This Much I Know: Actor Aislin McGuckin

This Much I Know: Actor Aislin McGuckin

I was a watchful and observant child, my profession might be a puzzle to my classmates.

It still surprises me as I am achingly private and do not enjoy being at the centre of attention.

I had ambitions to become a barrister, performance again, I suppose.

I can’t remember the exact circumstance of deciding to become an actor. It came out on top during the decision between law and drama school but I don’t know if I believed I would actually become an actor. The training suggested it might be an extremely interesting journey of self-discovery and the love of performance almost grew out of that.

My family were absolutely not into ‘showbiz’. That said, my mother can be gloriously dramatic on occasion and my father had a flair for drawing. My sister trained as an opera singer and has a beautiful voice and my kids are all very artistic so someone is to be thanked for the creative genes. My paternal grandfather played the fiddle magnificently by all accounts, so I will use him as influencer.

My earliest memory is myself and a red setter, under a Cherry Blossom tree my father was shaking for cherry blossom snow, in Castleconnell, Co Limerick.

I aim for work life balance by probably doing too much (not always as well as I would wish to), and by not engaging in social media at all. I have the feeling there is never, ever enough time to do all I set out to achieve in my day. My children are 13, 9 and 6 years old and all have differing wants and needs, so juggling their pretty busy lives becomes the starting point then my work and life slot in.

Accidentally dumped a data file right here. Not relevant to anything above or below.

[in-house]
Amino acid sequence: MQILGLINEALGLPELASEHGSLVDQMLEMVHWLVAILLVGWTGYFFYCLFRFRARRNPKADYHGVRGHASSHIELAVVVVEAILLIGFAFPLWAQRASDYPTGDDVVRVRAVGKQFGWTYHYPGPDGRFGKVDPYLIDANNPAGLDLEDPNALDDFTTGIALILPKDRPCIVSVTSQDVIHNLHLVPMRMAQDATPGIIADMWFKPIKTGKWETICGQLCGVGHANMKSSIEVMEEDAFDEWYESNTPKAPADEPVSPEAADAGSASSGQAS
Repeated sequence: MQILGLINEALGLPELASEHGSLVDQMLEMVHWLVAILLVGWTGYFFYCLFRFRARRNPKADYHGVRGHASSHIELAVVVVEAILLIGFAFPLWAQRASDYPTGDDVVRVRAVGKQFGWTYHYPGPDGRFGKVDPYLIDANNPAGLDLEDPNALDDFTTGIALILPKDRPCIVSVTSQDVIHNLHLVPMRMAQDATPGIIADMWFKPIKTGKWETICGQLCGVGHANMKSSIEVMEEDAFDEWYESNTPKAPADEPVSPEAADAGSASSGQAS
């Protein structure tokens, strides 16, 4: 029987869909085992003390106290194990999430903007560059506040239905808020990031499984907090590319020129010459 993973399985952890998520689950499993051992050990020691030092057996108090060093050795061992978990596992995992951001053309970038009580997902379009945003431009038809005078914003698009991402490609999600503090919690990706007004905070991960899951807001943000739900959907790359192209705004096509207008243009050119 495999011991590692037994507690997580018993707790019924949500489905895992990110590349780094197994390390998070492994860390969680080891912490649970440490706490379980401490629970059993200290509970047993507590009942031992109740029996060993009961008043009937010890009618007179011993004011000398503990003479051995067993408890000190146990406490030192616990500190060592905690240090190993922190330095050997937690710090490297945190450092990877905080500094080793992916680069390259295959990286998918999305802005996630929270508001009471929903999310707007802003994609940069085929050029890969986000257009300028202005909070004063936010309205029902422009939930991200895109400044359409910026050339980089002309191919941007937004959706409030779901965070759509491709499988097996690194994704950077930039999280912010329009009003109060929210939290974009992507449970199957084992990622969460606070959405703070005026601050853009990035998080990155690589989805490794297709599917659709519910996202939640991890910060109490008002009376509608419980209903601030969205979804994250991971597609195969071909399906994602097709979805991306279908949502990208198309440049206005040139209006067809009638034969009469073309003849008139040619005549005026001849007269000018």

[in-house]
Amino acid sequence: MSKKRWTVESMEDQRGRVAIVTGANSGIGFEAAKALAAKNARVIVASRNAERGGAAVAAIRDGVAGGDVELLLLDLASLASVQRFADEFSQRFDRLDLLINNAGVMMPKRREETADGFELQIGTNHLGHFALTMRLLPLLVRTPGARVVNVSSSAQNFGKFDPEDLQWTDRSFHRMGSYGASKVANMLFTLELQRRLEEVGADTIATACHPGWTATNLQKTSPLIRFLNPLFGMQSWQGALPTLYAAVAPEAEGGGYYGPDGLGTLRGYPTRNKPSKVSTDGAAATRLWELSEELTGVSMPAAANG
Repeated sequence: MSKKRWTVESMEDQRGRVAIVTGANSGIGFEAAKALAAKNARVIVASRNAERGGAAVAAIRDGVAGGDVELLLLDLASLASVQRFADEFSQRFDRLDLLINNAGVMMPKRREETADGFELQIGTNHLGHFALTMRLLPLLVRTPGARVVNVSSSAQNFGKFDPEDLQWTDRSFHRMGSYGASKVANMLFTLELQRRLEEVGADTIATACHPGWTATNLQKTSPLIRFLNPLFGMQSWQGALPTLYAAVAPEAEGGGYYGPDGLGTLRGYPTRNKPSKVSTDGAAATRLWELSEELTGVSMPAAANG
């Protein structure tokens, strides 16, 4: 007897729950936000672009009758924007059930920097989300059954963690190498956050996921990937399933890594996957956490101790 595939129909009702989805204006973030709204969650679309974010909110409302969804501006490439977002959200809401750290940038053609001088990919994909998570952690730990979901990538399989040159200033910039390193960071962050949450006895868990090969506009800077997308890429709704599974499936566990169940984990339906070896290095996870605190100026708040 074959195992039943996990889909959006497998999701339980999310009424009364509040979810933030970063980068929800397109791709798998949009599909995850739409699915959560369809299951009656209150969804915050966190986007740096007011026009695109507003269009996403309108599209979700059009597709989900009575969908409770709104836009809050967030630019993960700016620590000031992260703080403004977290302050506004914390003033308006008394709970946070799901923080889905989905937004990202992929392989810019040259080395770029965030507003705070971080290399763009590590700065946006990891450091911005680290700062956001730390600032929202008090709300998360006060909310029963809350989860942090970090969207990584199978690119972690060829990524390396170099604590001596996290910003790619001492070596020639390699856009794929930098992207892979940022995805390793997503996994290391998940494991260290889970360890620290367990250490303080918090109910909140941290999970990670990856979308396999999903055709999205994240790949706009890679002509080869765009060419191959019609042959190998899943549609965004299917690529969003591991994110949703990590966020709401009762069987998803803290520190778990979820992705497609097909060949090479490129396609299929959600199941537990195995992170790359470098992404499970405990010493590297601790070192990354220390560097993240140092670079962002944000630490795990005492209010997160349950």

I am disciplined about career, family and my children - viciously. In all else, I am possibly a little wild and instinctive.

The best advice I ever received is ‘Please go to bed now’.

The traits I most admire in other people are generosity, honesty and humour.

I could probably write an essay on my faults, but my primary school headmaster Mr McPartland told my mother, on my leaving school, that my main problem was that I didn’t think highly enough of myself. She kindly reminds me of that whenever I am overly self critical, so in homage to them both, I won’t share my (many) faults.

My idea of happiness is the calm of a Sunday evening, well fed, honourably tired and in the company of my loved ones.

My idea of misery is the inability to help those I love.

If I could be reborn as someone else for a day I’d be David Attenborough. My children would be overjoyed by that, they are also in awe of him. In fact, I fear they would ask for it to become permanent, not just for a day.

If money wasn’t an issue I would buy an enormous villa in Italy, a retreat for the people I love, a place to meditate and live off the earth. I would fill it with laughter and debate.

The thing I find most irritating about other people is intentional meanness.

My biggest challenge so far has been keeping strong and positive during a difficult year or two that had all the challenges: death, divorce and a relocation. All challenges can be met if one is lucky enough to have the bedrock of love from family and friends.

Talent or ambition are both equally important but luck plays the strongest part.

My greatest fear is quite specific. Drowning in an upsized wooden boat with a diminishing pocket of air. Psychoanalysts need not send correspondence, I think it’s all about control...

I absolutely believe in an afterlife but I wouldn’t necessarily name the place. When my father died I felt his presence strongly in the trees outside our house. Myself and my children talk about him as frequently now as we did when he was alive. He is still in our lives, even though he has physically left.

So far life has taught me to stay calm if possible. Put in the work. Be kind. Learn everything you can.

Aislín McGuckin stars as Hecuba in the Irish Premiere of Marina Carr’s play by Rough Magic at Project Arts Centre (Sep 25 – Oct 6), as part of Dublin Theatre Festival 2019 - https://dublintheatrefestival.ie/programme/event/hecuba

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